“Asian LNG demand is the engine for global LNG growth,” Houghton said. “In Asia growth will go out to about 280 million tonnes from a much lower number today. The real center for attention for growth in the Asian region is going to be China and India. Yes, there’s growth in traditional markets in Japan, Korea and Taiwan. And yes, there’s also growth in new markets, Malaysia and Singapore and Thailand and Indonesia.
“China is growing fast economically and it will drag gas and LNG along with it.”
While China’s coalbed methane production industry is as sophisticated as any, the same cannot be said for shale gas in China, which will not make its impact felt on the market until after 2025, Houghton said. India also is important to demand growth in the Asia region. Domestic production there has run into disappointments, and the region is challenging to pipeline infrastructure.
In the Atlantic Basin, demand growth in Europe will be quite limited compared to that in Asia. “It’s really now very much an Asia-centered world in the LNG business. Success and failure will focus on Asia,” Houghton said.
On the supply side of the ledger, three regions have emerged that were not given much consideration only three or four years ago. One of them is North America, which “will become one of the key producing regions of LNG over the next decade or so,” Houghton said.
The second most important of the three is East Africa where a joint venture of Anadarko Petroleum and Eni has discovered at least 100 Tcf of gas, “and that will become an important source of LNG before 2020,” Houghton said. “A smaller but also potentially important producing region can emerge in the eastern Mediterranean; both Israel and Cyprus have had very nice discoveries offshore in the last year or two.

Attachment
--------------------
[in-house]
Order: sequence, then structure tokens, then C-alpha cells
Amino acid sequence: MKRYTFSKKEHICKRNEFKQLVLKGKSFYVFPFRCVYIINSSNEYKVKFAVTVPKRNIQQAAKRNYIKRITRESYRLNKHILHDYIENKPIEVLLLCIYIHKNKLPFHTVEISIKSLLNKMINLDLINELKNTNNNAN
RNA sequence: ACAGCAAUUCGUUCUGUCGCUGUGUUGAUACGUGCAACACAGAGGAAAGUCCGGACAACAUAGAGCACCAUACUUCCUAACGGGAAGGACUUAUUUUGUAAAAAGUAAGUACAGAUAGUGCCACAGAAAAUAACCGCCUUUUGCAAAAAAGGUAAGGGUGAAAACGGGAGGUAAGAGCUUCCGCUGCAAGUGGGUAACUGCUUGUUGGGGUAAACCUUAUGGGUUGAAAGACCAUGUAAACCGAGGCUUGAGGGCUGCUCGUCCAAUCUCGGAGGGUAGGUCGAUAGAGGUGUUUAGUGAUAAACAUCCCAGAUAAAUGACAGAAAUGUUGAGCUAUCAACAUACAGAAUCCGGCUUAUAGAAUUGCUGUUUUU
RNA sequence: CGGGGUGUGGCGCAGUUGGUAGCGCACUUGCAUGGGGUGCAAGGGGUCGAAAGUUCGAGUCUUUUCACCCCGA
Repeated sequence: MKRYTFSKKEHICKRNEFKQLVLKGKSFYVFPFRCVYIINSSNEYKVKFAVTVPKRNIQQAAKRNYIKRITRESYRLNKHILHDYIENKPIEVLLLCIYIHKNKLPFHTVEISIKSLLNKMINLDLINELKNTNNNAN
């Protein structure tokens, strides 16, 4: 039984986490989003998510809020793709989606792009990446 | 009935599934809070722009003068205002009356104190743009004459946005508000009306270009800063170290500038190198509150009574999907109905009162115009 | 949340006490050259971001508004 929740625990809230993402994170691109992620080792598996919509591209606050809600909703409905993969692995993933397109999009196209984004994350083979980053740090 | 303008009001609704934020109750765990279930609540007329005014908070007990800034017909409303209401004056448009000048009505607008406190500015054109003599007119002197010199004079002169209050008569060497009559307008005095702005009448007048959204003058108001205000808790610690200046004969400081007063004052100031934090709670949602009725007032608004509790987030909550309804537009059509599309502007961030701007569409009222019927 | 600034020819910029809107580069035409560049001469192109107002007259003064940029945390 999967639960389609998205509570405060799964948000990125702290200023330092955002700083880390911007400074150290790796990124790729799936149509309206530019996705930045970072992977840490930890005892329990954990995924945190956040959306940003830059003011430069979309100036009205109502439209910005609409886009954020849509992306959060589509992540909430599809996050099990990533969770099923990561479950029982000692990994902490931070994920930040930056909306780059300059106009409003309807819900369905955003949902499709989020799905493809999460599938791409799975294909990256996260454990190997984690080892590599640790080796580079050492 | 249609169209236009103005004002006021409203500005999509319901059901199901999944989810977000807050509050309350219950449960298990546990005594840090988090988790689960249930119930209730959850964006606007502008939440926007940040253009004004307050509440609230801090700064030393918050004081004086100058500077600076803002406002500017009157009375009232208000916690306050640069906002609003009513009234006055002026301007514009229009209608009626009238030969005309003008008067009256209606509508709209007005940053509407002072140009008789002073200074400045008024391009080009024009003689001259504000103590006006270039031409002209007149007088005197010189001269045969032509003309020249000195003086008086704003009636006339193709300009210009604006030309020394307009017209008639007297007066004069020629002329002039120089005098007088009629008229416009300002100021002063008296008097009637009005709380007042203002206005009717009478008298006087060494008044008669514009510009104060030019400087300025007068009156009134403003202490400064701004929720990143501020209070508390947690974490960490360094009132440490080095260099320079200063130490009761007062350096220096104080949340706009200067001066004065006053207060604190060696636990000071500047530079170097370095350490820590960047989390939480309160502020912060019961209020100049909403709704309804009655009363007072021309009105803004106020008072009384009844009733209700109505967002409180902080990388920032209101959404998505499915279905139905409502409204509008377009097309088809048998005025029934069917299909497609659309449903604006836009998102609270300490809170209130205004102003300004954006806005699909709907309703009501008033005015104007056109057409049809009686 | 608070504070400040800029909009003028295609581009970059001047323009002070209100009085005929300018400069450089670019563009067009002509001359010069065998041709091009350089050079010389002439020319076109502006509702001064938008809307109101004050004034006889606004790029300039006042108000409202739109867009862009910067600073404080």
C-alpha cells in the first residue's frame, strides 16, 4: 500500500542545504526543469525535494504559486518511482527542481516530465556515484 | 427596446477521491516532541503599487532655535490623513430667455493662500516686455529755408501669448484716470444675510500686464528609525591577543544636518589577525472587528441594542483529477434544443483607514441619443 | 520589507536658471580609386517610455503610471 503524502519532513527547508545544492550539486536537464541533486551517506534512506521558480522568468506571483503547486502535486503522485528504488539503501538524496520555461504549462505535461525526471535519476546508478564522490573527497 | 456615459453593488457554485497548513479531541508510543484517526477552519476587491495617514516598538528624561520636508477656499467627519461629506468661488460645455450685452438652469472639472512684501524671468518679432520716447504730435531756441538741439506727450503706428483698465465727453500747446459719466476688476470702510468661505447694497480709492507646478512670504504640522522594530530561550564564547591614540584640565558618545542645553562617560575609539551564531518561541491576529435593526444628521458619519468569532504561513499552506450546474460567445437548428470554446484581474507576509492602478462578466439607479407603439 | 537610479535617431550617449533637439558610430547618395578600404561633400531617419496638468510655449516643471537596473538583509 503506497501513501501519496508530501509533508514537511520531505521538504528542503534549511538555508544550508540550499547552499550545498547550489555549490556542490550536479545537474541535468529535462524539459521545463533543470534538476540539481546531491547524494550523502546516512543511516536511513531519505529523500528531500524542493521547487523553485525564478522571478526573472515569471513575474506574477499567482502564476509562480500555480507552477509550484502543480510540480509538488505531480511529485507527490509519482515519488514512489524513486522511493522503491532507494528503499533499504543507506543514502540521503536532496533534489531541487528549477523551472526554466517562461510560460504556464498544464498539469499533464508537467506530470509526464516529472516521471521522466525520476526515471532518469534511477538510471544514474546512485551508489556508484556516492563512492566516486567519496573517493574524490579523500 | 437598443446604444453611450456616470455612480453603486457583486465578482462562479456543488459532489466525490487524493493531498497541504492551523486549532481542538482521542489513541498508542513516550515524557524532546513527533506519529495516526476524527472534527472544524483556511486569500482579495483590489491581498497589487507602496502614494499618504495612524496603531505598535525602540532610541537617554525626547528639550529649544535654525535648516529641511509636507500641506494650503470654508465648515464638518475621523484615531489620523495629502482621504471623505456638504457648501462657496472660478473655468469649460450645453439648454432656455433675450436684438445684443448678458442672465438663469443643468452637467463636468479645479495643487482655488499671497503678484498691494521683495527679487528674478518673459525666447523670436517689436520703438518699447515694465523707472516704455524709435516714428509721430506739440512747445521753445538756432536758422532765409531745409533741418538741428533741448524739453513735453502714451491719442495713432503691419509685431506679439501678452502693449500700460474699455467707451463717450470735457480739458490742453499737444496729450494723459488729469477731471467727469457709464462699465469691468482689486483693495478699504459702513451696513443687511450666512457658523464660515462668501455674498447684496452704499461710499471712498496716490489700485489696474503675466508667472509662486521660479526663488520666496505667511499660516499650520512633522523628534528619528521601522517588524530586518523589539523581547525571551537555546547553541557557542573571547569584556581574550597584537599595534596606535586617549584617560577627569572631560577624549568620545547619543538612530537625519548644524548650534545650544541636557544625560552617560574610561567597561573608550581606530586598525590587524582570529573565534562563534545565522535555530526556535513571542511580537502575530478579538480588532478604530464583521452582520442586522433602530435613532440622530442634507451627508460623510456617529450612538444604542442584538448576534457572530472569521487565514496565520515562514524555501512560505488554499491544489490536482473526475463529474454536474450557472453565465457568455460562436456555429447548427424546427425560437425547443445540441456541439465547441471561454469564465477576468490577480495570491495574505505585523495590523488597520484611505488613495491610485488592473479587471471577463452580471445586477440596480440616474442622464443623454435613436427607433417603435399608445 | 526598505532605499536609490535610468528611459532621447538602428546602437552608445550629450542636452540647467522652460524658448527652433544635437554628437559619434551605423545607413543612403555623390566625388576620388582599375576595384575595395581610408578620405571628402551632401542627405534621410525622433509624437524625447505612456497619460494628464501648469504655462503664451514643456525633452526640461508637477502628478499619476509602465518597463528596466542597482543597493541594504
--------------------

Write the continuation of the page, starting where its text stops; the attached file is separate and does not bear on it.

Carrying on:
“…[B]etween now and 2019, the world is tight in LNG. By the time we get to 2019, there will be significant production from North America. There will be production from East Africa and some of the other competing projects will start to turn up. We think that somewhere around 2019 the tightness in the world will start to loosen up.”
LNG demand will continue to grow around 2020 and after; however, supply will grow faster, and the balance will tilt back in favor of supply.
“If supply is going to grow significantly faster than demand, that must have a downward impact on prices, and therefore we do see that the major implication in this switching of status between supply and demand will be lower Asian LNG prices by the time we get into the next decade,” he said.
In a note Tuesday, analysts at Goldman Sachs wrote that if liquefaction projects currently under construction are completed, LNG spot markets will transition from 2015 into a bearish cycle following startup of new capacity. Excess supply will develop in the market during 2016-2017, they said.
“We expect the global LNG market to subsequently move towards another bullish cycle from 2020 as demand growth rebalances the market,” the Goldman analysts said.